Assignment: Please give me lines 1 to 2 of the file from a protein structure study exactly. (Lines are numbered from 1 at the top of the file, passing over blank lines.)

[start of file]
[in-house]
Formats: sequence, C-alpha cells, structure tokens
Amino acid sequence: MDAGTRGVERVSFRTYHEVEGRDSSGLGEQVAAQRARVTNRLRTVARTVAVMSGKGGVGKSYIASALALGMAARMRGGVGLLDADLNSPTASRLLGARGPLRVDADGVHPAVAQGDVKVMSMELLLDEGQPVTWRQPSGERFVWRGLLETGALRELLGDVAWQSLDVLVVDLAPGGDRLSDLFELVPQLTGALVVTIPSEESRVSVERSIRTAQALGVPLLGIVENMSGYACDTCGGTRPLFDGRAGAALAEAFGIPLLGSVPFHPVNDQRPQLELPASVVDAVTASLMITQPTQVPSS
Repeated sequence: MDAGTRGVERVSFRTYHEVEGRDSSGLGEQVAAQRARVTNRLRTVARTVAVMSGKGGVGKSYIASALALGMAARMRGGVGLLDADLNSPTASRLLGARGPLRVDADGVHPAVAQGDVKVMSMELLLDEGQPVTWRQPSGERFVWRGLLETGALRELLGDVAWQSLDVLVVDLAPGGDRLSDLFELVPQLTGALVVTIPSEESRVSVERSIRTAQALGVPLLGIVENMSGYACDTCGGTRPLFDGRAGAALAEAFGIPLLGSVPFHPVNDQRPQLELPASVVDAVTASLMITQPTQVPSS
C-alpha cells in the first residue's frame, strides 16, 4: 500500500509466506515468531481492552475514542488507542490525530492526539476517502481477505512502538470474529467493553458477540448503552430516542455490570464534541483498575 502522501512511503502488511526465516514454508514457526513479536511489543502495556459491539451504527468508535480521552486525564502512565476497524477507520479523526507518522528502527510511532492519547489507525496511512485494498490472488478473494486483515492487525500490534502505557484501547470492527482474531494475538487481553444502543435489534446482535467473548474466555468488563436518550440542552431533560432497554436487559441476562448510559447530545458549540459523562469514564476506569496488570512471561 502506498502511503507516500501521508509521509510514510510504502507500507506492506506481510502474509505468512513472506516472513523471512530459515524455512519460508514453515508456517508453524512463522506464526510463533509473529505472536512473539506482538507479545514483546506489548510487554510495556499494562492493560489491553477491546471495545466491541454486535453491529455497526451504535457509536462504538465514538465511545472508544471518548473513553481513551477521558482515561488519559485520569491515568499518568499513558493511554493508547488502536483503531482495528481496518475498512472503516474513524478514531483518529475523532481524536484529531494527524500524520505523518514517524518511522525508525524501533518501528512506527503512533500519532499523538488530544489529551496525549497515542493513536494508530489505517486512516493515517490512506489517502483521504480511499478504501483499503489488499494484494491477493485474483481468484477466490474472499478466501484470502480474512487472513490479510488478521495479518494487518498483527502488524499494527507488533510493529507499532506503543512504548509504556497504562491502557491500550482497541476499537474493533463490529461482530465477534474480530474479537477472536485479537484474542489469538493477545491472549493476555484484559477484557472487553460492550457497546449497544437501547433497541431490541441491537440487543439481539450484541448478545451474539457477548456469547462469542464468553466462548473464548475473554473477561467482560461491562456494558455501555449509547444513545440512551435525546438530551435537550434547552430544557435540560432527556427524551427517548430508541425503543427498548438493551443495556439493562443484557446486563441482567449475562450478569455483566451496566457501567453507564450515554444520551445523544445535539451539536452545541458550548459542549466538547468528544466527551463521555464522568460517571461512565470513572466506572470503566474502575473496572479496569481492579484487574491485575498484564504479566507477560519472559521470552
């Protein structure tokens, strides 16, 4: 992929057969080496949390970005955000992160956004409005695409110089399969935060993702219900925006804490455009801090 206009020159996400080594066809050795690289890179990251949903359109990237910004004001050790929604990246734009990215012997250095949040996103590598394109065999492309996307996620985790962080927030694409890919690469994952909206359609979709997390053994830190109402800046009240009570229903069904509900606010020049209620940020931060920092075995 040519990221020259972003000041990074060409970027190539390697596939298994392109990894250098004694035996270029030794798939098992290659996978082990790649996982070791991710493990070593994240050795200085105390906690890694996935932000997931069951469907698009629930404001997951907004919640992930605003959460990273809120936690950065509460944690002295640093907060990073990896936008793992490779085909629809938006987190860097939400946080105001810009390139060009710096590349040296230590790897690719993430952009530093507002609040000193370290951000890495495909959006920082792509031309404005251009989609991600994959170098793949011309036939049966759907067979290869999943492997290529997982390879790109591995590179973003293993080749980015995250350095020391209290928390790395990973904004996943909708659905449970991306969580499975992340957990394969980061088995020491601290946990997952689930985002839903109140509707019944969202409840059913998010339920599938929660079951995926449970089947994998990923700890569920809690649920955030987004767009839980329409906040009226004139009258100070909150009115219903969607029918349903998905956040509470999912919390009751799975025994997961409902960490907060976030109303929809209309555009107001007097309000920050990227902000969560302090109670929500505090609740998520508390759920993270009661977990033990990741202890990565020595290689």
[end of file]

[in-house]
Formats: sequence, C-alpha cells, structure tokens